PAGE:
Photo: Anne Thurow
As the coronavirus advances through Africa, a line that is nestled in the middle of my book, The First 1,000 Days, needs to be elevated to headline status:
“Only 8 percent of Uganda’s population had a handwashing facility at home with readily available soap and water.”
Handwashing has been trumpeted as one of the most vital ways to stop the spread of the coronavirus. Videos of prominent people demonstrating the proper hand-washing techniques have themselves gone viral, spreading across social media and television.
Until the pandemic outbreak, washing hands was a mundane task in rich precincts of the world, a chore largely taken for granted. Soap is seen as a routine commodity. But in many parts of Africa, as well as elsewhere in the developing world, properly washing hands is a luxury, as is soap.
As is water. The same source that provided the woeful handwashing statistic – the Situation Analysis of Children in Uganda, prepared by the Ugandan government and UNICEF several years ago – reported that for nearly two-thirds of families in the country the nearest source of safe water was at least a 30-minute round-trip walk away, and more than one-third were sixty minutes away. Pregnant mothers in Uganda (and many other African countries) are advised to bring their own water and soap to the clinics when they come to deliver their babies, along with suturing materials and a clean blade to cut the umbilical cord.
A separate report from UNICEF and the World Health Organization surveying water, sanitation and hygiene services in health care facilities in 54 low- and middle-income countries found that 38 percent of these facilities lacked access to an improved water source, 19 percent didn’t provide sanitation, and 35 percent didn’t have soap and water for handwashing.
Imagine the potential consequences if the coronavirus spreads in these countries as it has in the US and Italy and other rich-world countries.
The arrival of the virus in Africa follows the invasions of the fall army worm and a vast swarm of locusts, which have ravaged crops and threatened the continent’s food supply. Now the virus advances as the planting season plays out in much of the continent. On the millions of small farms, planting is not a mechanized task by a lone farmer riding in the cab of a tractor. Rather, it is mainly manual labor, done in teams of smallholder farmers (the majority of them women) and their children and neighbors working side-by-side, bending deeply to burrow the seeds in the soil. How can the social distancing norms of six feet of separation apply when the seeds are planted one or two feet apart? Harvests already lessened by the pest infestations will be further diminished if the new planting is interrupted.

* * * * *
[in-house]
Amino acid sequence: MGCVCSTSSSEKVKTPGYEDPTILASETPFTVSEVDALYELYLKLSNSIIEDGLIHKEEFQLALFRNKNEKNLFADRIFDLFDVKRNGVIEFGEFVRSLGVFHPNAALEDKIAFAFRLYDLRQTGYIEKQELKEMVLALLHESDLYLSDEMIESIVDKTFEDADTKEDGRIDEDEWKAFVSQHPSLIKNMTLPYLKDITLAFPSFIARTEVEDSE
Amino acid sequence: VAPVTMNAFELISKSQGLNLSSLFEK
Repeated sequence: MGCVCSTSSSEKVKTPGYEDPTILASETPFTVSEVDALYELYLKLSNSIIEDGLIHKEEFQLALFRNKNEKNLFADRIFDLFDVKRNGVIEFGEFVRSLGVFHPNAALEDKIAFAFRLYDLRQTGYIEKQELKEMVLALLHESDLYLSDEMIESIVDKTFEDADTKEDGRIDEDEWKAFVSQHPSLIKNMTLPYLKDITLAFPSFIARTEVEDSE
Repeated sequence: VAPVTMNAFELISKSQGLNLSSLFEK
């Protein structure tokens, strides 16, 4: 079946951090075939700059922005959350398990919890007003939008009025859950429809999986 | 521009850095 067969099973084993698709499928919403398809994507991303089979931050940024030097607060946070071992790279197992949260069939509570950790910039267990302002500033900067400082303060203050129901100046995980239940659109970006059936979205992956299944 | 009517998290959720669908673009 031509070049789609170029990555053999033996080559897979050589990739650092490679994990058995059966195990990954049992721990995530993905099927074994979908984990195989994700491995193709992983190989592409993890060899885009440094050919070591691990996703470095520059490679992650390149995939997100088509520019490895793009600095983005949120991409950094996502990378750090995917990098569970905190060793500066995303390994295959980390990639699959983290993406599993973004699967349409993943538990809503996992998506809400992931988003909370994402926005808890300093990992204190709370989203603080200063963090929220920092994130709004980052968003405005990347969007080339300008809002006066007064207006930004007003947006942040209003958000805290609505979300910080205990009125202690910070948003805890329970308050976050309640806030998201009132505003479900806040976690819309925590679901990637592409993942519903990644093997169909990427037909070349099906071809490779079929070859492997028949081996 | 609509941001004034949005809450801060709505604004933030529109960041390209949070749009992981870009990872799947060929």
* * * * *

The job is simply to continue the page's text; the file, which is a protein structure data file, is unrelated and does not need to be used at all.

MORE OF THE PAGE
This will lead to a rise in malnutrition, which weakens bodies and compromises immune systems, increasing susceptibility to disease. Despite some improvement in recent years, the most recent tabulation of global malnutrition numbers in UNICEF’s 2019 State of the World’s Children report is troubling enough: 144 million stunted physically, cognitively, or both; 47 million wasted (seriously underweight); nearly half of all children under five years of age micronutrient malnourished (inadequate intake of the crucial vitamins and minerals necessary to fuel the proper growth of body and brain).
As for older children, school closures to prevent the spread of the virus mean losing access to perhaps their one sure meal of the day. The United Nations World Food Program, which operates school feeding services in dozens of countries, estimates that 12 million children – and counting – are missing out on this daily source of nourishment.
Malnourished children often become malnourished adults. It is a grim reality that will carry the legacy of the coronavirus far into the future.